Imagine this scenario. Your alarm buzzes to life, waking you for the first day of your dream job—the one you’ve been working toward your entire life. As you drive to work, you are nervous, excited, and eager to start the day and meet your new co-workers. You arrive at work with a big smile on your face…now what?
If you’re sent straight to some type of employee orientation program, your new company is on the right track. New employees who go through a structured onboarding program are far more likely to stay with the organization for years to come. On the other hand, when new hires aren’t put through an onboarding process, not even a brief employee orientation program, they are more likely to question their decision to take the new job, sometimes as early as day one. When new employees walk away within the first 45 days, their anxieties were probably fueled by the all-too-common mistakes many companies make during their new employee orientation program.
Today we’re going to look at some of the first-day mistakes that cause new employees to run screaming from new jobs.
Focusing on process rather than culture
Employees begin their new job excited and upbeat about learning and becoming acquainted with the worksite. Does anyone really want to go into the office on their first day, only to be handed mountains of paperwork and then be expected to sit in a quiet room and fill it all out? Absolutely not. The first day (perhaps even the first few weeks) should be focused on building relationships while gradually getting up to speed on the day-to-day responsibilities that come with the job. Paperwork can be taken care of in advance and submitted on the first day or even before then.
Rushing through new employee orientation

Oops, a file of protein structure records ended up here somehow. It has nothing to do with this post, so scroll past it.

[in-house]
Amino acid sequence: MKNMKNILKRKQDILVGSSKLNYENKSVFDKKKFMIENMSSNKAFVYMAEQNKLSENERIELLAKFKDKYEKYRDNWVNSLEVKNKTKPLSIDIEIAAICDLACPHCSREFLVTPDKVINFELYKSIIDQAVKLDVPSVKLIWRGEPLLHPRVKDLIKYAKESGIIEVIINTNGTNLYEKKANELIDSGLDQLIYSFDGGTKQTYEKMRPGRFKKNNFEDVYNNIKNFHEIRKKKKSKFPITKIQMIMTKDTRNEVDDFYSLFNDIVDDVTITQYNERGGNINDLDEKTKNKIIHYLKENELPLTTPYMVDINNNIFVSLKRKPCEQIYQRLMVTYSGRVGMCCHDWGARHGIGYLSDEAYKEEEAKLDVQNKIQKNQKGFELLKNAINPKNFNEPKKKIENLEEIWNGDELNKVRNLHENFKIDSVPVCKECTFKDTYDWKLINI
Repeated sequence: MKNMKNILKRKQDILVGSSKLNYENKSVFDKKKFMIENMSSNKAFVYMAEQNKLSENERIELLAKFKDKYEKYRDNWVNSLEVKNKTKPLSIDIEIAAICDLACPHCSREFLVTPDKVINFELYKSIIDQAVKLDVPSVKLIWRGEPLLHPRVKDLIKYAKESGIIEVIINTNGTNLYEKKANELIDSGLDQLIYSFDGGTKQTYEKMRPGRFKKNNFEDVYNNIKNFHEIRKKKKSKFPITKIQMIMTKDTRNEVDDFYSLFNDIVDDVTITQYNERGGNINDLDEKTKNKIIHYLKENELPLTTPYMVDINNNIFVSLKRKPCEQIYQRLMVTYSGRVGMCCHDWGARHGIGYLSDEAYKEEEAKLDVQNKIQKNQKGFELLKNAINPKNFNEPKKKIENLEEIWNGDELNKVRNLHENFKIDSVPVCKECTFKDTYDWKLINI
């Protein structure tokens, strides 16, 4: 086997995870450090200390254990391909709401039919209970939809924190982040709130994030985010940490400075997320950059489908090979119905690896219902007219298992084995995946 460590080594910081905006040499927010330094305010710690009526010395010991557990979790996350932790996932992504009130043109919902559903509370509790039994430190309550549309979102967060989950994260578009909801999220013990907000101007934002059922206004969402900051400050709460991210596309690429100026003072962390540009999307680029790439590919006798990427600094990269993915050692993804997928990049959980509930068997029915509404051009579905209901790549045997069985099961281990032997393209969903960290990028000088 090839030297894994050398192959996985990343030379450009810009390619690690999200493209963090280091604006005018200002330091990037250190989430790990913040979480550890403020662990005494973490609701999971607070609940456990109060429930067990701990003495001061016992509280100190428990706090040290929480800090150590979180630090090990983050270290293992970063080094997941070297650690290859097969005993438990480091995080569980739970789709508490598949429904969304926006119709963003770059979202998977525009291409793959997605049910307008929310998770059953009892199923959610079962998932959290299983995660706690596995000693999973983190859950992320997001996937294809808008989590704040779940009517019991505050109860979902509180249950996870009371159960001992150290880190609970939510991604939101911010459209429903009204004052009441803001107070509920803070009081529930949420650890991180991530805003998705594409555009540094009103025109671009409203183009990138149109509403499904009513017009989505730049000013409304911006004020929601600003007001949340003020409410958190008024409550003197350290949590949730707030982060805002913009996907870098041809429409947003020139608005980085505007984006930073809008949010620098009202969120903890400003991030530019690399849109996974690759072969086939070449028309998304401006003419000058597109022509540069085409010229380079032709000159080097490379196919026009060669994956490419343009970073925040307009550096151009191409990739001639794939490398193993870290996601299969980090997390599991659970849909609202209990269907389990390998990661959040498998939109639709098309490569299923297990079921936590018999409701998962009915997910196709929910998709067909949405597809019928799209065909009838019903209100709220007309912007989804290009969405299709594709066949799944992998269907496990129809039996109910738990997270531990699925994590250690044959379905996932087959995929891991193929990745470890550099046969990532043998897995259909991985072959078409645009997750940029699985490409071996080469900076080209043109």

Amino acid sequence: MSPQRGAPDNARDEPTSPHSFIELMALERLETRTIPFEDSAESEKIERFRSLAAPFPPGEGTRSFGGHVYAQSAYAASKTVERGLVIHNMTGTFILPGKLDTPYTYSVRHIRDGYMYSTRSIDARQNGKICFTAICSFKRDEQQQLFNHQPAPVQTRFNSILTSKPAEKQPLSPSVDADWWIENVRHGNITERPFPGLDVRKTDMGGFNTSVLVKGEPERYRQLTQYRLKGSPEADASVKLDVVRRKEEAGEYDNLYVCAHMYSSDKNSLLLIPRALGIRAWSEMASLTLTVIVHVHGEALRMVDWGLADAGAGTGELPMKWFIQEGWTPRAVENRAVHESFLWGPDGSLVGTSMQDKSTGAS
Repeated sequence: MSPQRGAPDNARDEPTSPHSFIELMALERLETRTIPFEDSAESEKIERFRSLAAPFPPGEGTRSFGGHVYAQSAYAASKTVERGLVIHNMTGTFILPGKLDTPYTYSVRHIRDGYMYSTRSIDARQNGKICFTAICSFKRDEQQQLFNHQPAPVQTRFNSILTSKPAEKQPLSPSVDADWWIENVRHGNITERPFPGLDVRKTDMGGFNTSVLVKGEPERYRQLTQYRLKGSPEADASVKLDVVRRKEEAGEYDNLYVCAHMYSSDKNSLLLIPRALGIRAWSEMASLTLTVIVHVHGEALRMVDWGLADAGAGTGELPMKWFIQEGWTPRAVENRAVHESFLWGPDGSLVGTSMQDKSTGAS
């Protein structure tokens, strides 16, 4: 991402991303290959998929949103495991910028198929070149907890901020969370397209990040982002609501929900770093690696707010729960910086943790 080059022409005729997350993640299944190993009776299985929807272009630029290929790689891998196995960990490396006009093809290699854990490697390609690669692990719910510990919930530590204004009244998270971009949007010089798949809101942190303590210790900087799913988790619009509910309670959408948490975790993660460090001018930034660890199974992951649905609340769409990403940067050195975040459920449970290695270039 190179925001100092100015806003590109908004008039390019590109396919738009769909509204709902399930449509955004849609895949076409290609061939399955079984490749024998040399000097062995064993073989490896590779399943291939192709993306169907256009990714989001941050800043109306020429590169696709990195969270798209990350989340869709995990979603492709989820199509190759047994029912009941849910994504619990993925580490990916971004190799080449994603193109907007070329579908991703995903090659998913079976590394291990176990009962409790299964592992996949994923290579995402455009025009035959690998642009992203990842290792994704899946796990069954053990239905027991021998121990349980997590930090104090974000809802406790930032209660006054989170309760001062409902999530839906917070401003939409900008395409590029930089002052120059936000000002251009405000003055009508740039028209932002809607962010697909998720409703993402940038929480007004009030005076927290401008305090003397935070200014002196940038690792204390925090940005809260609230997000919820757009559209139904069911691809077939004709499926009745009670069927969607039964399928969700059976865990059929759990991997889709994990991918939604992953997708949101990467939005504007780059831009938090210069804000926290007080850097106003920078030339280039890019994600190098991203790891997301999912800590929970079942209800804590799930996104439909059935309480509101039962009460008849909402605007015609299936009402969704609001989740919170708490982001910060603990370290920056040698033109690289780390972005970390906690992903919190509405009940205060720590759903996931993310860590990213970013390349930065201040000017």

Unless your company has a person or team dedicated to only hosting new employee orientation, it’s very likely that the person facilitating orientation has more than enough to do without having to take a day or two to welcome new hires. No one benefits when presenters rush through the material without focusing on the needs of the new employees. Employee orientation should be a patient and methodical process in order to achieve maximum knowledge comprehension and employee retention.
Failing to reinforce the company brand
Attitude is everything. As a trainer, your positivity and high energy will be contagious to your new hires. If they witness good vibes in the workplace, they’ll be excited to keep working, and they’ll tell their friends and family about the great work environment they’ve found.
Not allotting enough time
NFL players didn’t earn their fame and fortune overnight and neither will your new hires. Simply completing day one of your employee onboarding program doesn’t mean they can be independent workers and make a difference in the workplace. On average, it takes at least 60 days to learn a new habit, though it could take longer for the new behavior to become automatic. For the sake of this article, we’ll say it takes 60 business days—nearly three months—to learn a new habit. We encourage companies to keep employee orientation programs brief, anywhere from a few hours to one full day, but keep in mind that it’s likely to take up to three months for new hires to feel comfortable in their new roles.
The classic case of “winging it”
This is by far the worst mistake a company can make when welcoming a new hire. Scrambling to organize responsibilities and activities while also educating new hires, all off the top of your head, can end in disaster. For one thing, this approach will leave the new employee feeling anxious about what they’re supposed to do and how they’re supposed to do it. For another, it presents a bad first impression and sets a bad precedent.
There you have it: the top five mistakes that companies make during employee orientation. No one is perfect, not even large companies and corporations. But that doesn’t mean you can’t strive for near perfection when it comes to employee onboarding, orientation, and training.